Was that a welcome from Moscow? When the EU-Ukraine summit began in Kyiv on Friday morning, a nationwide air alert was suddenly triggered. Russian warplanes had been spotted in the air over Belarus, near the Ukrainian border. From there, rockets are regularly fired in the direction of Ukraine. But then, during the meeting between EU leaders and the Ukrainian government led by President Volodymyr Zelenskyy, everything remained calm.
EU Council President Charles Michel and European Commission President Ursula von der Leyen had brought a few commitments from Brussels. "We will not let up in our determination," said Michel. As part of the EU military training mission for Ukraine, 30,000 instead of 15,000 Ukrainian soldiers are to be trained in Europe. In addition, 35 million energy-saving light bulbs are to be made available to Ukraine.
The Ukrainians could exchange their old light bulbs for LED lamps "at the post office," explained von der Leyen. "Every kilowatt of energy saved is valuable in countering Russia's energy war," she said. Significant parts of the power supply in Ukraine are only functioning to a limited extent, as Moscow repeatedly bombards critical infrastructure. EU officials also said that aid from Brussels to Kyiv has now totaled almost 50 billion euros.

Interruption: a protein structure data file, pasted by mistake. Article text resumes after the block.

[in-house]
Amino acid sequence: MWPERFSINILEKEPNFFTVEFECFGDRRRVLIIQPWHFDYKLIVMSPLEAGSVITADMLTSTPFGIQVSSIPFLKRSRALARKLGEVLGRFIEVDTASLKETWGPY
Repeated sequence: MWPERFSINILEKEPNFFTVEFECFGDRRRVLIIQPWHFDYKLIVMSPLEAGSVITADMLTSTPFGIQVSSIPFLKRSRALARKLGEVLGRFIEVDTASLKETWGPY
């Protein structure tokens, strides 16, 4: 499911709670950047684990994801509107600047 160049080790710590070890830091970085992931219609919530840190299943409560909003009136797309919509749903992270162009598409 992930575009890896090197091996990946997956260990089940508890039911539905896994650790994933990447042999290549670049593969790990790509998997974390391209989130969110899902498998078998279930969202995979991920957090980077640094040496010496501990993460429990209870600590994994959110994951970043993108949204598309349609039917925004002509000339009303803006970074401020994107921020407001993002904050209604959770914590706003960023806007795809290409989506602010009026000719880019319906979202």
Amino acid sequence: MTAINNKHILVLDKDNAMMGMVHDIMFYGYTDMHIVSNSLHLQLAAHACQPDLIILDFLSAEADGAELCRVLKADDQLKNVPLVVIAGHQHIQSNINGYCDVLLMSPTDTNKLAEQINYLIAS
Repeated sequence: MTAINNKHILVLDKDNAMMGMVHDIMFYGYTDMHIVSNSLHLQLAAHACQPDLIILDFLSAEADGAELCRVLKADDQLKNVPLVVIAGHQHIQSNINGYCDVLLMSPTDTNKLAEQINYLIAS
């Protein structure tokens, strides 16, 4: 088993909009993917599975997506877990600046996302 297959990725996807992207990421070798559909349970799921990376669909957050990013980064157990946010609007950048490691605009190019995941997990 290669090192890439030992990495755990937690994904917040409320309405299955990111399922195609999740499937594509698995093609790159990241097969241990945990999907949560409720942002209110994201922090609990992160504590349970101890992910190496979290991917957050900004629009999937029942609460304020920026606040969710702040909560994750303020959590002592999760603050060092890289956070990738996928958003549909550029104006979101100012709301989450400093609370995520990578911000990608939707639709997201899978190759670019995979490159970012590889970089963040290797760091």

Good news for Kyiv also came from Germany during the summit. The delivery of German battle tanks to Ukraine could be significantly larger than previously expected. The federal government has now approved industry exports of older Leopard 1s that were retired by the Bundeswehr 20 years ago, a government spokesman said without giving further details. So far, the federal government had only announced the delivery of the more modern Leopard 2 tanks from Bundeswehr stocks to Ukraine, which was attacked by Russia. The Rheinmetall company is said to have 88 Leopard 1 tanks.
There was little movement in the talks regarding Ukraine's accession to the EU. The country has officially been a candidate country since June 2022. Kyiv is now demanding rapid accession within the next two years. Zelenskyy said on Thursday that his country "deserved" that negotiations should start later this year. EU Council President Michel only said: "We will support you every step of the way on your way to the EU." It is now clear, however, that the Ukrainians have more hopes than justified. Michel and von der Leyen may have sent exaggeratedly positive signals to Kyiv in the past.
A senior Brussels official, who asked not to be named, said recently that Moldova is actually the number one candidate for accession at the moment. In many EU member states, there is also great skepticism about Ukraine's turbocharged accession. "It is very clear what still needs to be done," said EU Enlargement Commissioner Oliver Varhelyi a few months ago. His agency intends to present a report on the reforms in Ukraine by the end of the year.
The head of the Europe Committee in the Bundestag, Anton Hofreiter (Greens), stated that accession in five or six years would be appropriate. It is hard to imagine taking in a country that is currently at war. In addition, Ukraine must do much better in fighting corruption and complying with the rule of law.
Meanwhile, Ukrainian Deputy Foreign Minister Andriy Melnyk has praised Germany. The "psychologically important" prospect of joining the EU is also thanks to Germany, says the former Ukrainian ambassador in Berlin to the WELT news channel.